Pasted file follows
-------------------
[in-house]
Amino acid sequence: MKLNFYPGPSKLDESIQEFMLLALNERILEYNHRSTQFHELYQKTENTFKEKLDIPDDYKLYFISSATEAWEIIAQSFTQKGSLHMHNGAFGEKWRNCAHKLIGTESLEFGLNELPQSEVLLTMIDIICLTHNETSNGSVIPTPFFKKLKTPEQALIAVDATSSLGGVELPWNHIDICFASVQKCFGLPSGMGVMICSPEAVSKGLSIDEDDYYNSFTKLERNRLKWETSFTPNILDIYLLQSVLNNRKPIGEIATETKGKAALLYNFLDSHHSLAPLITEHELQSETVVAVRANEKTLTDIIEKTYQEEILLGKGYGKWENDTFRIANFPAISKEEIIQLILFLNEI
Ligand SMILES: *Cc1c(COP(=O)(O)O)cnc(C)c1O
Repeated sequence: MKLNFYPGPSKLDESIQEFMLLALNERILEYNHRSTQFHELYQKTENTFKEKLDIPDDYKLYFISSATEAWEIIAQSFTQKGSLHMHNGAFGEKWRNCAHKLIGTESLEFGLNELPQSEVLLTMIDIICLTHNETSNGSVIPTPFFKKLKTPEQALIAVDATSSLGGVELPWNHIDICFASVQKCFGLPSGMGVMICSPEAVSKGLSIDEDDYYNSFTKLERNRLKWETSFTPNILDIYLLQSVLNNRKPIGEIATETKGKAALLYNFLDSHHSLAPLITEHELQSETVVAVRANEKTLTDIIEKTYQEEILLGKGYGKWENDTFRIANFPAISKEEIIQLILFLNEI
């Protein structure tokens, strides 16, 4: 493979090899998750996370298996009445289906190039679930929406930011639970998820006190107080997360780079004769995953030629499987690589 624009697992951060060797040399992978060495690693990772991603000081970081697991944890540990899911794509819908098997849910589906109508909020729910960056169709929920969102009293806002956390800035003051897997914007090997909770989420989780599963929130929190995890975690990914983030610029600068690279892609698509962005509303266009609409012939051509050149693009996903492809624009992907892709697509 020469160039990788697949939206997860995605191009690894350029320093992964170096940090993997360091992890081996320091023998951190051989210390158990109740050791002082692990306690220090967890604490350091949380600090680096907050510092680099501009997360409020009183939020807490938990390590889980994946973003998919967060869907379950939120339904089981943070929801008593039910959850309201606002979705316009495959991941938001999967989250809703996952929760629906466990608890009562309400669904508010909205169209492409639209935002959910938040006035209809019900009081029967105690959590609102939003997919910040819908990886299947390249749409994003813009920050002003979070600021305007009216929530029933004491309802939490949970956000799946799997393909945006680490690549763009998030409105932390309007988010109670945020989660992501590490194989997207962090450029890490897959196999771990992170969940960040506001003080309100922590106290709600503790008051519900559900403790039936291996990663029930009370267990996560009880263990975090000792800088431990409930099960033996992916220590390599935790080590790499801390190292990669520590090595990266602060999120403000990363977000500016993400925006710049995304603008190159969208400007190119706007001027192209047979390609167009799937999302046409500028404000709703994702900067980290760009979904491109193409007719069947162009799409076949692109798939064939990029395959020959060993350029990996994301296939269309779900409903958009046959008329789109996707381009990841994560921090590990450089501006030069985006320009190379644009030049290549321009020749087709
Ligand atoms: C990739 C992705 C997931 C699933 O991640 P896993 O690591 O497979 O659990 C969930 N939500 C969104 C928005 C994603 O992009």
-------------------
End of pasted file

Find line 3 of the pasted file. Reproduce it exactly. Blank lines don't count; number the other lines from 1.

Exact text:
Ligand SMILES: *Cc1c(COP(=O)(O)O)cnc(C)c1O